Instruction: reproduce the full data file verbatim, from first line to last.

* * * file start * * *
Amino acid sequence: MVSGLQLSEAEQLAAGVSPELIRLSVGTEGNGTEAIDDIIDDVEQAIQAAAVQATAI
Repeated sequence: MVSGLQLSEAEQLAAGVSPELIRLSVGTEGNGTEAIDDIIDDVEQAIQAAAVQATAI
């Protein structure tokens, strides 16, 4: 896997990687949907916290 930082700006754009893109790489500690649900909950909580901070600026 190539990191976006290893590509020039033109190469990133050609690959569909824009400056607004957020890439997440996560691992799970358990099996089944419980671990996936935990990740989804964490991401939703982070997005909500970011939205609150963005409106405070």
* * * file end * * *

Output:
Amino acid sequence: MVSGLQLSEAEQLAAGVSPELIRLSVGTEGNGTEAIDDIIDDVEQAIQAAAVQATAI
Repeated sequence: MVSGLQLSEAEQLAAGVSPELIRLSVGTEGNGTEAIDDIIDDVEQAIQAAAVQATAI
């Protein structure tokens, strides 16, 4: 896997990687949907916290 930082700006754009893109790489500690649900909950909580901070600026 190539990191976006290893590509020039033109190469990133050609690959569909824009400056607004957020890439997440996560691992799970358990099996089944419980671990996936935990990740989804964490991401939703982070997005909500970011939205609150963005409106405070």